El blog de 道


Más de consciencia
01/03/2012, 10:19 am
Filed under: Fragments

The first or the lowest state of consciousness is sleep. Man is surrounded by dreams. Purely subjective pictures — either reflections of former experiences or reflections of vague perceptions of the moment, such as sounds reaching the sleeping man, sensations coming from the body, slight pains, sensations of tension — fly through the mind, leaving only a very slight trace on the memory and often leaving no trace at all.

The second degree of consciousness comes when man awakes. This second state — the state in which we are now; the state in which we work, talk, imagine ourselves
conscious beings and so forth — we ordinarily call ‘waking consciousness’ or ‘clear consciousness’, but really it should be called ‘waking sleep’ or ‘relative consciousness’. In the state of sleep we can have glimpses of relative consciousness. In the state of relative consciousness we can have glimpses of self-consciousness. But if we want to have more prolonged periods of self-consciousness and not merely glimpses, we must understand that they cannot come by themselves. They need will action. This means that frequency and duration of moments of self- consciousness depend on the command one has over oneself. So it means too that consciousness and will are almost one and the same thing, or in any case, aspects of the same thing.

At this point it must be understood that the first obstacle in the way of the development of self- consciousness in man is his conviction that he already possesses self-consciousness, or at any rate that he can have it at any time he likes. It is very difficult to persuade a man that he is not conscious, and cannot be conscious, at will. It is particularly difficult because here nature plays a very funny trick. If you ask a man if he is conscious, or if you say to him that he is not conscious, he will answer that he is conscious and that it is absurd to say that he is not, because he hears and understands you. And he will be quite right, although at the same time quite wrong. This is nature’s trick. He will be quite right because your question or your remark has made him vaguely conscious for a moment. Next moment consciousness will disappear. But he will remember what you said and what he answered, and he will certainly consider himself conscious. In reality, acquiring self-consciousness means long and hard work. How can a man agree to this work if he thinks he already possesses the very thing which is promised him as the result of long and hard work? Naturally a man will not begin this work and will not consider it necessary until he becomes convinced that he possesses neither self-consciousness nor all that is connected with it, that is to say, unity or individuality, permanent ‘I’ and will.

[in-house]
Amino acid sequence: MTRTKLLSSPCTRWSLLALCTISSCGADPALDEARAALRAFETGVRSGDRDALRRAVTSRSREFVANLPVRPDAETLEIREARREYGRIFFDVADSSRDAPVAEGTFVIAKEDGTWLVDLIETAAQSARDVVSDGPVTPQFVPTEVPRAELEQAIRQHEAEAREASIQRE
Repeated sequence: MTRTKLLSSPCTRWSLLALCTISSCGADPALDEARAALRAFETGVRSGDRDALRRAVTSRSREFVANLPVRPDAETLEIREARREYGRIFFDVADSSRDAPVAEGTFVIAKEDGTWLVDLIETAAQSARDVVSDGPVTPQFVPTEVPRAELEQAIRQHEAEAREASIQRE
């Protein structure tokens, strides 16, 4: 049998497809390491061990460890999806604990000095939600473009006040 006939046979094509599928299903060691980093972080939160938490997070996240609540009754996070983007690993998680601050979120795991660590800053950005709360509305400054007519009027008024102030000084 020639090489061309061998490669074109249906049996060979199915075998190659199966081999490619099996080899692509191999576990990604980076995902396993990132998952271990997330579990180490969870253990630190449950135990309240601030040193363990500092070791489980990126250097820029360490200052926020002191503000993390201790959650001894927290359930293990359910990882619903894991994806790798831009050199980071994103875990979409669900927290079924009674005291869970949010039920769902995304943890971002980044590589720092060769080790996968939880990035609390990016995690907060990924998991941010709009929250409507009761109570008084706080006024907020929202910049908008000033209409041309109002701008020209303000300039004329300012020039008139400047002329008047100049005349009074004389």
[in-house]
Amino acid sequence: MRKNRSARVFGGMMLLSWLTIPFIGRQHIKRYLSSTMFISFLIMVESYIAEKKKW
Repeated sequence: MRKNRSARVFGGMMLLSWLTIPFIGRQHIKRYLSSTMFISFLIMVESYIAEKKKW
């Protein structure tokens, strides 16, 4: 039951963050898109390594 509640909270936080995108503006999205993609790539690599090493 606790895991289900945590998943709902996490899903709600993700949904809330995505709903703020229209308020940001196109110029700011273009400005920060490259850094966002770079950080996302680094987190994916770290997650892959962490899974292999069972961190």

– Ouspensky


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